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Lesson Learned: 4 Things You Can Learn from Business Failures
Blog / Entrepreneurs / Sep 29, 2020 / Posted by Sales POP Guest Post / 1804

Lesson Learned: 4 Things You Can Learn from Business Failures

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Failure is part of success, especially in a cutthroat and far-from-certain world of business. There are many reasons why companies fail or why some perished the way they did after achieving prominence. The stories presented here impart lessons that one can apply to life in general.

New entrepreneurs like you can seek motivation from these insights to be better at what you do. You don’t have to be perfect, but you can be more careful about running your business. One is to find a trusted e-commerce platform for your first online store and manage it efficiently.

1. Nothing Is “Too Big to Fail”

Lehman Brothers filed for bankruptcy in 2008. It was one of the largest banks in the US, with total assets of $639 billion. The investment bank and other financial institutions found themselves in the center of the subprime mortgage crisis when the housing bubble collapsed.

What followed was the Great Recession that prompted the US federal government to bail out certain companies, mostly banks, whose failure may disrupt the whole economy. GM, Fannie Mae, and Wells Fargo were among those that received bailouts amounting to billions of dollars.

Lehman Brothers was not on the list of recipients and remained the biggest bankruptcy in the US. Interestingly, the bank’s story inspired movies such as Too Big to Fail.

The lesson: ultimately, a company’s asset size does not guarantee its continued existence given the circumstances, unless its failure bears grave consequences and requires intervention.

2.  Bankruptcy Is Not the End

Some companies did manage to turn their life and reorganize after filing for bankruptcy. Here are a few companies with a successful turnaround story:

  • Twinkies maker Hostess Brands
  • Theme-park operator Six Flags
  • Energy infrastructure company Kinder Morgan
  • Pizzeria chain Sbarro
  • Entertainment company Marvel

Interesting side story: Apple had its darkest moments when it was 90 days away from going bankrupt in 1997. The report went on that rival Microsoft made a $150 million investment in the company as part of a settlement.

The lesson: You can find ways to revert the situation to your favor no matter how bleak it looks. Also, there are a few instances when you find allies among your competitors.

3. Rapid Growth, Slow Response Can Be Detrimental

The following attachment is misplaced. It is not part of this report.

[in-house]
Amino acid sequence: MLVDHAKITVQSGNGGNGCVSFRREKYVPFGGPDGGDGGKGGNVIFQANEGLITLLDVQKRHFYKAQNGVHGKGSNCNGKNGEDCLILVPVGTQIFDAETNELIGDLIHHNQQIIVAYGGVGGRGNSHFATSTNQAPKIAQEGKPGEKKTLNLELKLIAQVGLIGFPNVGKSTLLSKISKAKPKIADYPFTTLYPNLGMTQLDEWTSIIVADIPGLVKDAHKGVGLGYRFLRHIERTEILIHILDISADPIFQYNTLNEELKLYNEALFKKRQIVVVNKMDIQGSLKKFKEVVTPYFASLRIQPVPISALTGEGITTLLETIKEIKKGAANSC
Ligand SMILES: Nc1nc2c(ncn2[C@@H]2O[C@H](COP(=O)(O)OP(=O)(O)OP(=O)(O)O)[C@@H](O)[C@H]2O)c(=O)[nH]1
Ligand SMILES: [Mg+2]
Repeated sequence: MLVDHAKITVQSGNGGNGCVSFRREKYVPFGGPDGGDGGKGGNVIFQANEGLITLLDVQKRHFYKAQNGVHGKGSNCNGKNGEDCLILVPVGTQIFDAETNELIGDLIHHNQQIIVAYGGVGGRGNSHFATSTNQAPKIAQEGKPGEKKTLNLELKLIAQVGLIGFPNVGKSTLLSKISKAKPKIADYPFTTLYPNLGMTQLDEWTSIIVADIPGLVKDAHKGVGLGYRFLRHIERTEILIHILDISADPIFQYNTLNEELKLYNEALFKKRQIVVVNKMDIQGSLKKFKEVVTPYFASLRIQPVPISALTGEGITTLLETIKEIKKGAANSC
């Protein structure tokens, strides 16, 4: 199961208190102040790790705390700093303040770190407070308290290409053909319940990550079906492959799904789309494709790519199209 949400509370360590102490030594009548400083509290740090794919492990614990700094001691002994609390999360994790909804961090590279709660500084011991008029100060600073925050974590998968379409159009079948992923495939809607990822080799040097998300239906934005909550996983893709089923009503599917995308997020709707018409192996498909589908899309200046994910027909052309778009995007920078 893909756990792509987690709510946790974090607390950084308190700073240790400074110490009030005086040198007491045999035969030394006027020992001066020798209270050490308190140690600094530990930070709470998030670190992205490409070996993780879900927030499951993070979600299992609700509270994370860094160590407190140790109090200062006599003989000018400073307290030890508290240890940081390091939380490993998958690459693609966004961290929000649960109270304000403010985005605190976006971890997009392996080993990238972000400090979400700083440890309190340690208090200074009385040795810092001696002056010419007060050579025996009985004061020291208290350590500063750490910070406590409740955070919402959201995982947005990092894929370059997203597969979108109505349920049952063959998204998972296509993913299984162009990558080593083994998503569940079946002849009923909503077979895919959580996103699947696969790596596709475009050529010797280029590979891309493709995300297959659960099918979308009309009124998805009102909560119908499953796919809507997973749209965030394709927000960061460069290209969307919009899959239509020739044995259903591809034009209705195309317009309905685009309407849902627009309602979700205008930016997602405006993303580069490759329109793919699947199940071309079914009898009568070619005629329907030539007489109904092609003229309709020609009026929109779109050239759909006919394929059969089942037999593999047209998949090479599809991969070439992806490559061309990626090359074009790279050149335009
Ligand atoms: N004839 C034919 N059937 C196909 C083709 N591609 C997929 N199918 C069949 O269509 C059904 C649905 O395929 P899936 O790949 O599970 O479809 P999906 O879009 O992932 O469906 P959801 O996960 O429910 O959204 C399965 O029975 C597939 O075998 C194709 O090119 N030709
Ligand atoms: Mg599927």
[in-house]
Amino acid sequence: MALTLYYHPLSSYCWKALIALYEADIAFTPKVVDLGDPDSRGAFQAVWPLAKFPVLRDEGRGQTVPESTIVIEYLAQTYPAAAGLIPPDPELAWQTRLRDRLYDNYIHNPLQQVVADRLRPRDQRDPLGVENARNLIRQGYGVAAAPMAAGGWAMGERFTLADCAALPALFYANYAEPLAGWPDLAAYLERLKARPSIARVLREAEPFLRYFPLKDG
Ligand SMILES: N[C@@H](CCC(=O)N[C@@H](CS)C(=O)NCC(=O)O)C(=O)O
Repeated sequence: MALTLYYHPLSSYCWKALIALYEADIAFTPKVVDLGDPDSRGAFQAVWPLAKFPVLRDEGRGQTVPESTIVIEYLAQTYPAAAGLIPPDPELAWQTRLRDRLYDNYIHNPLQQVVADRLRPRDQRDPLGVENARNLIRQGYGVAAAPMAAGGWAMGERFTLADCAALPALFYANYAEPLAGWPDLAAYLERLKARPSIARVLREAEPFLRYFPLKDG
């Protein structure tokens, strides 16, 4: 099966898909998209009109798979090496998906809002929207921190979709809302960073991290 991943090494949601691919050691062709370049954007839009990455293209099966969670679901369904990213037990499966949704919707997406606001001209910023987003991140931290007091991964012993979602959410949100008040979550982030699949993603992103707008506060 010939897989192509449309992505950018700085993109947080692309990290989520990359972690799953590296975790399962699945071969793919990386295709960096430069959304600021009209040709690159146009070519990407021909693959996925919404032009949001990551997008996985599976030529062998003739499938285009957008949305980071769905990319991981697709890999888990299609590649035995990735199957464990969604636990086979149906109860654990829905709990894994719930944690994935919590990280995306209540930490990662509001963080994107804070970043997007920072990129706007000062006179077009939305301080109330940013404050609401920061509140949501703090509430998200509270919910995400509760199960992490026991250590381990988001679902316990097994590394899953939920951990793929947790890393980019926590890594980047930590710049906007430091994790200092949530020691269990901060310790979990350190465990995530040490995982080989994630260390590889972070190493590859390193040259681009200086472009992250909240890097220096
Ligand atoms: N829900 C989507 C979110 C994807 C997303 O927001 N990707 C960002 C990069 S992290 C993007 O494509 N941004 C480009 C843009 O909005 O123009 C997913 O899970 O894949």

This article explores the common themes or patterns among the biggest corporate failures. Let’s look at two examples:

  • Parmalat is engaged in producing dairy products, primarily UHT milk. It is the biggest bankruptcy in Europe, and its 2003 bankruptcy has to do with the aggressive acquisition of companies using debt.
  • Kodak is a generic term for cameras, proof of its place in the industry. However, the company took time to embrace digital photography until competitors overtook it. Interestingly, Kodak is moving to pharmaceuticals with a $765 million loan from the government.

The lesson: Too much, too late. It’s easier said than done, but tend to your business’s growth and proceed to any plans for expansion with care. Quick reaction time is also crucial.

Work harder

4. Some Ideas Are Better Off as Such

 Not all products get the attention and acclaim even if an already-recognized name sells them. These failed products are proof:

  • Microsoft’s Office Assistant Clippy was active from 1997 to 2001, resurfaced in 2019 as stickers, and removed again.
  • Google+ was supposed to beat Facebook when Google launched it in 2011. However, the Google service did not produce the desired results and was discontinued in 2019.
  • Ford’s Edsel is a classic example of product failure, to the tune of $400 million, going to development and marketing. The line of cars did not sell, so Ford discontinued the line’s production. There’s a modern twist to this car of the future, as Edsel is gaining attention as a collectible.

Lesson: A product may sound great in theory but may flop in real life. If you don’t have many resources to spare, go back to the drawing board, and fine-tune your idea.

Something’s Gotta Start Somewhere

Count this as a bonus tip and a reminder that every great company starts somewhere. It can be the garage, basement, or bedroom. Capital doesn’t even matter at this point.

Carry on with your business, stand up after the fall, and try until you succeed.

About Author

These are Sales POP! guest blog posts that we thought might be interesting and insightful for our readers. Please email contributor@salespop.net with any questions.

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